The recent textbook fiasco has been a textbook case of how a dot becomes a circle. First we ignored the quality of teachers. Then we

  • To live and die in surrogate democracies

    Russian leaders Vladimir Lenin and Joseph Stalin, in their spare time, used to make fun of Western sympathisers who blindly supported them.

  • New Year revelry and our declining chivalry

    As we stand on the cusp of another new year, many of us are preparing for the revelry of a boisterous night. Private clubs and posh

  • Aleppo burning today, whose city is next?

    Aleppo is now more than a historic city; it's the boiling point of mankind where human lives are changing into vapour. In this nether region, the forces of evil have come together.

  • The joy of victory and many defeats

    Industry standards dictate that a flaw in the mirror is acceptable if you can't see it from a distance of ten feet. What's that significant distance for our history? How far back should we stand so that we don't see those flaws, which have divided this nation? At what distance could we tell if the distortions we see in the mirror are nothing but deformities of our own? How many more years should it take before we know which to blame between history and our very own histrionics?

  • Why child marriage is good for neither

    There is nothing more deceptive than an obvious fact,” writes Arthur Conan Doyle in The Boscombe Valley Mystery.

  • Fidel Castro: The revolutionary outlived his revolution

    A tyrant to some and a liberator to others, Fidel Castro of Cuba died on November 25, a decade shy of a century.

  • Two sides of the reversible popular choice

    Thirty years after his death in Hawaii, ousted Philippine dictator Ferdinand Marcos got a hero's burial in Manila last Friday.

  • Let's not blame it on bigotry alone

    If premeditated murders aren't accidental deaths, and if planned meetings aren't chance encounters, then the attacks on the minorities in Gobindaganj, Nasirnagar and Ramu aren't hate crimes.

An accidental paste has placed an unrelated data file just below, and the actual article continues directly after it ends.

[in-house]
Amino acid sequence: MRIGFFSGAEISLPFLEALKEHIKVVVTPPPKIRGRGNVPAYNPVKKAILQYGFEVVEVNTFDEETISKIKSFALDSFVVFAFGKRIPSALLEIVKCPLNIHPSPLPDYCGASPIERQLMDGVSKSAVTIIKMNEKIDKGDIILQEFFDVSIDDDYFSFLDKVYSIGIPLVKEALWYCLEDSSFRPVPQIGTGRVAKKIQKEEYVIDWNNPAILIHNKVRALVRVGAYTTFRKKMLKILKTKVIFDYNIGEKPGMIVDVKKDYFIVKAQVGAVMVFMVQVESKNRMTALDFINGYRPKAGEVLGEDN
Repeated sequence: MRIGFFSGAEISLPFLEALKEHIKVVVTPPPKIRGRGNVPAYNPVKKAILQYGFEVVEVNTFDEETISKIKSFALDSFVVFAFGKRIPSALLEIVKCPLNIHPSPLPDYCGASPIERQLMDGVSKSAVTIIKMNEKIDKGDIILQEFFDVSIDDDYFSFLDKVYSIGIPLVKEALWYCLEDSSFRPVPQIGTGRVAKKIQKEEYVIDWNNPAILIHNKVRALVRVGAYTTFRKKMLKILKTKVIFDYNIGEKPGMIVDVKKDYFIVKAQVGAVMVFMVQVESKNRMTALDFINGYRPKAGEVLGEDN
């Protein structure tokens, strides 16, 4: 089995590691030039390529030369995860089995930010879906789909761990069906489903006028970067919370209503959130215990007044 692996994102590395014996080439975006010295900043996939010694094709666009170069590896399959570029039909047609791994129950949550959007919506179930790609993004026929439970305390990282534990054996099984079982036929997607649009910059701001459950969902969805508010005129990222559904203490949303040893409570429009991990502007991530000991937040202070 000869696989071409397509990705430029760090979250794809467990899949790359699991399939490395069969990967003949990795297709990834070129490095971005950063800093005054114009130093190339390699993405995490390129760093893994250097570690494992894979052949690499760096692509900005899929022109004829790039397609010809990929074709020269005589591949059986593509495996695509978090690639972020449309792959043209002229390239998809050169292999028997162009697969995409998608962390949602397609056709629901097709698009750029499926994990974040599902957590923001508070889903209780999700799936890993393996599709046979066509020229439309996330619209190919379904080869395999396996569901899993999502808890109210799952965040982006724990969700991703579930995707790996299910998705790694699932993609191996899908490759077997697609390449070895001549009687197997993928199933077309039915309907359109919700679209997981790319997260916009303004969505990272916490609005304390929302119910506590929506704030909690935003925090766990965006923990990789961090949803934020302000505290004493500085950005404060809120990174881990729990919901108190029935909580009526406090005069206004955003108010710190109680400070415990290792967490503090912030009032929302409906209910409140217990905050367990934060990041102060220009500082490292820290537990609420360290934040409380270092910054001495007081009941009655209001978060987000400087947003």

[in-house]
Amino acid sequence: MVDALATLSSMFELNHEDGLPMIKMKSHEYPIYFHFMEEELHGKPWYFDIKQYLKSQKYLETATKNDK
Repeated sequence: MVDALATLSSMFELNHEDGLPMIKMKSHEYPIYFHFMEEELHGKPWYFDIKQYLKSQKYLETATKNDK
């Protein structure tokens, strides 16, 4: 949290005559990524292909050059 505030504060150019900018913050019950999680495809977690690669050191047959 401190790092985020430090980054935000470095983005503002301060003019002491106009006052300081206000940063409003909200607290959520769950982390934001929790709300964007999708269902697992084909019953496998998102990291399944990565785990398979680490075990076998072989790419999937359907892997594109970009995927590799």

• Donald Trump's victory is a dent in democracy

    As much as the world has been shocked by the election of Donald Trump as the 45th president of the United States of America, an aftershock of that earthquake is beginning to set in as we ask ourselves what happened to the hordes of pollsters, analysts and pundits who had predicted otherwise.

  • Two mayors, Don Quixote and the windmills

    One of the insipid ironies of Dhaka City is that double mayors haven't solved a single problem.

  • A hypothesis test for the future of democracy

    In eleven days from today, either Hillary Clinton or Donald Trump is going to be elected the 45th president of the United States. But, for the first time in the American history, a cloud of uncertainty is hanging over the election night since Donald Trump said he would accept the election results only if he won.

  • Isolation of Pakistan will not isolate terror

    Indian Prime Minister Narendra Modi has labelled Pakistan as a “mother ship of terrorism” at a summit of the BRIC nations held in the

  • Humanity's abandoned house

    Prime Minister Sheikh Hasina asked a seminal question in the parliament on October 6, a question that sublimated the anxiety bubbling inside every sensible heart in this country.

  • Development without democracy isn't a happy solution

    Persistent indigestion may point to the cancer of esophagus, throat or stomach. This prognosis is a sufficient hint for the wise to understand why development without democracy isn't good for a nation.